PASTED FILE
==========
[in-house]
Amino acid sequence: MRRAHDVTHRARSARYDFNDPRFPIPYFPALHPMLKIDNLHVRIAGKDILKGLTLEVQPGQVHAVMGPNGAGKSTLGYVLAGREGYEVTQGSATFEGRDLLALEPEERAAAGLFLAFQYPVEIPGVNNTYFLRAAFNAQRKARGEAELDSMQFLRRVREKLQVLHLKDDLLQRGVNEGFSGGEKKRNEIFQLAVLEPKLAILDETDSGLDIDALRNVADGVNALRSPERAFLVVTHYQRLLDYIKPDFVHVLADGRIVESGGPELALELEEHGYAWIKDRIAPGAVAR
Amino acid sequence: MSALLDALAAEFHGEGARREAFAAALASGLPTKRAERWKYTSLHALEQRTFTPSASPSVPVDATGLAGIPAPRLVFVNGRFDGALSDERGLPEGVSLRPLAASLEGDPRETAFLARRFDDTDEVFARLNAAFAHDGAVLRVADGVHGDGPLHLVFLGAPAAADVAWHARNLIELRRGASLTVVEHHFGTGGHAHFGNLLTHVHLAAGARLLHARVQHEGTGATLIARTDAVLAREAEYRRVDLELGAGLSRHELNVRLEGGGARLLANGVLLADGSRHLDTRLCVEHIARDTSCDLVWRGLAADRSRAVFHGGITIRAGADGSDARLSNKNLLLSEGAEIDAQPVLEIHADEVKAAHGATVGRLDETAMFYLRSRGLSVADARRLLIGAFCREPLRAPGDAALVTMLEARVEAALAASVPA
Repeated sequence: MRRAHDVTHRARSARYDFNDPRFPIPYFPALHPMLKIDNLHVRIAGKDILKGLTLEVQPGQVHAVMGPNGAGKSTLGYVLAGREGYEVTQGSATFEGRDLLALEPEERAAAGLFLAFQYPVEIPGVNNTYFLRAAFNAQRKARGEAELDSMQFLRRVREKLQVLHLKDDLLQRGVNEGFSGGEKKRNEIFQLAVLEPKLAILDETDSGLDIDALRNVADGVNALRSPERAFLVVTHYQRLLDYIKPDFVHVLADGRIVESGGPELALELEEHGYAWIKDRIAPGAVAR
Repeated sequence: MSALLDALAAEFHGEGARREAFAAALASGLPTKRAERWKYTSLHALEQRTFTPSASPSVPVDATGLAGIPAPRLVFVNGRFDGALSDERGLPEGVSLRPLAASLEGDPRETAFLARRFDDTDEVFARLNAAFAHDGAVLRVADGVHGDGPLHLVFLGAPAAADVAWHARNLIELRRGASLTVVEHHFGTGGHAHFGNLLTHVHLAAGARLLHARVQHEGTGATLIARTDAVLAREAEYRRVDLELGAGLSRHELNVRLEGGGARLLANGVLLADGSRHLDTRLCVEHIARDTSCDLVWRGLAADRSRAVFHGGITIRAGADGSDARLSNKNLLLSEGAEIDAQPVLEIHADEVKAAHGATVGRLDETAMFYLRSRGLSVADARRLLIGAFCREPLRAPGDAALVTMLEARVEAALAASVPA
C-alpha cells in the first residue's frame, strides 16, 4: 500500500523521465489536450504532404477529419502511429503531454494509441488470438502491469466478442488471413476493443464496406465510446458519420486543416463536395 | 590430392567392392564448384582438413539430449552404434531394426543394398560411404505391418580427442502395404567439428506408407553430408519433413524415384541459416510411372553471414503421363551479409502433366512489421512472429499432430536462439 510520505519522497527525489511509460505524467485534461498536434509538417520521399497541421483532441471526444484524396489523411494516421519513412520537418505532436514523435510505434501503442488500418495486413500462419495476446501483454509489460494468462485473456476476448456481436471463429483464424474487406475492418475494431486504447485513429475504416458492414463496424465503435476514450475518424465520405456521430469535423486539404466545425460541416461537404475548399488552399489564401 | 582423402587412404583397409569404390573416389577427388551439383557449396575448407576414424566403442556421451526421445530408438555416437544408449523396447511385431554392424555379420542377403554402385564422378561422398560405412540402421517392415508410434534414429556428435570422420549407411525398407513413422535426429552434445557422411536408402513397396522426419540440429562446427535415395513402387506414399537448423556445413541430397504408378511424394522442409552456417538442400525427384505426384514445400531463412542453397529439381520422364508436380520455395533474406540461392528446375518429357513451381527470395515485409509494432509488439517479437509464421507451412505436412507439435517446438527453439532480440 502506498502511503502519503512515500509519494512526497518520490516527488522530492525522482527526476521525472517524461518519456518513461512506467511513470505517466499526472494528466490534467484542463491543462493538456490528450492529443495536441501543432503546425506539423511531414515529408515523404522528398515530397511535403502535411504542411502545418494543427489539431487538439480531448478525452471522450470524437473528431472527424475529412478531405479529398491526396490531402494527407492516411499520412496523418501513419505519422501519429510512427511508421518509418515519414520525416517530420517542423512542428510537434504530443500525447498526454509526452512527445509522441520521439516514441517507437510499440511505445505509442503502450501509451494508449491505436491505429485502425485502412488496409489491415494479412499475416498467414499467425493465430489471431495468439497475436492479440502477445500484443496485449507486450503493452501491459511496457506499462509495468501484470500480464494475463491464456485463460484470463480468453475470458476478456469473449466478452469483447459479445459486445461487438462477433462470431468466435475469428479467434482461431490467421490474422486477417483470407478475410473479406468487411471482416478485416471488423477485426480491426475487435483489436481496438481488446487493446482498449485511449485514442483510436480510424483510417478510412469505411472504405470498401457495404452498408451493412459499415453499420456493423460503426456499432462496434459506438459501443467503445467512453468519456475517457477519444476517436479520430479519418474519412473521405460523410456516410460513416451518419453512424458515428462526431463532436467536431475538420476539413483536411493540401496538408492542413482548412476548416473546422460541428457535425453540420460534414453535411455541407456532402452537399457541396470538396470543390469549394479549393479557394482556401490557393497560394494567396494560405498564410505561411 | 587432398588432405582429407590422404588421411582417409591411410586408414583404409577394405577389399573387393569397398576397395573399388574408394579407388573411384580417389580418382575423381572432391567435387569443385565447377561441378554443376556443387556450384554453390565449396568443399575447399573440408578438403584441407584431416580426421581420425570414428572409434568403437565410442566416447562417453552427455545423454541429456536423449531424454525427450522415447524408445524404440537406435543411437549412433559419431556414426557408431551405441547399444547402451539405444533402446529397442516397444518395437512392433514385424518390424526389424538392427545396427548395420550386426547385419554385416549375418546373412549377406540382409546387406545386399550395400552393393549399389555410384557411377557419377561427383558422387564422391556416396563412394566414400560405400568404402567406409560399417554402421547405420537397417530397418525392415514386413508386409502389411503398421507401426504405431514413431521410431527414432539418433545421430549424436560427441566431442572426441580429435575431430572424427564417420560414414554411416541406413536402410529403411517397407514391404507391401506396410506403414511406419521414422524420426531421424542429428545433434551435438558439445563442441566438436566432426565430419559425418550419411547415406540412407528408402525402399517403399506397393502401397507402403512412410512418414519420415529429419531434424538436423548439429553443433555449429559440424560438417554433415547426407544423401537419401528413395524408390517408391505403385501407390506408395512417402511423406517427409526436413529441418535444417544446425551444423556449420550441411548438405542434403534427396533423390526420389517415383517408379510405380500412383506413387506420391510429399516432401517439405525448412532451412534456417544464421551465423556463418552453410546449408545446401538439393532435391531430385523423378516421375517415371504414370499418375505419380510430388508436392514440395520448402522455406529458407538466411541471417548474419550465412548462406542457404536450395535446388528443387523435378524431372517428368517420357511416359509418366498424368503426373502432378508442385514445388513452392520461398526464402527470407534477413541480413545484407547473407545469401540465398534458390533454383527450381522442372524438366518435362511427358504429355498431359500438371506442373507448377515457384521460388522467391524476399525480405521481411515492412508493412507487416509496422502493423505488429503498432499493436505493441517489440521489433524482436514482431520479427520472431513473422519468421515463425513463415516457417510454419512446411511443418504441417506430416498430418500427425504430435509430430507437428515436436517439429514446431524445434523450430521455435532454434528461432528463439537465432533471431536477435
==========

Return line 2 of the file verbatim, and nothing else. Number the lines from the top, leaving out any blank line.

Amino acid sequence: MRRAHDVTHRARSARYDFNDPRFPIPYFPALHPMLKIDNLHVRIAGKDILKGLTLEVQPGQVHAVMGPNGAGKSTLGYVLAGREGYEVTQGSATFEGRDLLALEPEERAAAGLFLAFQYPVEIPGVNNTYFLRAAFNAQRKARGEAELDSMQFLRRVREKLQVLHLKDDLLQRGVNEGFSGGEKKRNEIFQLAVLEPKLAILDETDSGLDIDALRNVADGVNALRSPERAFLVVTHYQRLLDYIKPDFVHVLADGRIVESGGPELALELEEHGYAWIKDRIAPGAVAR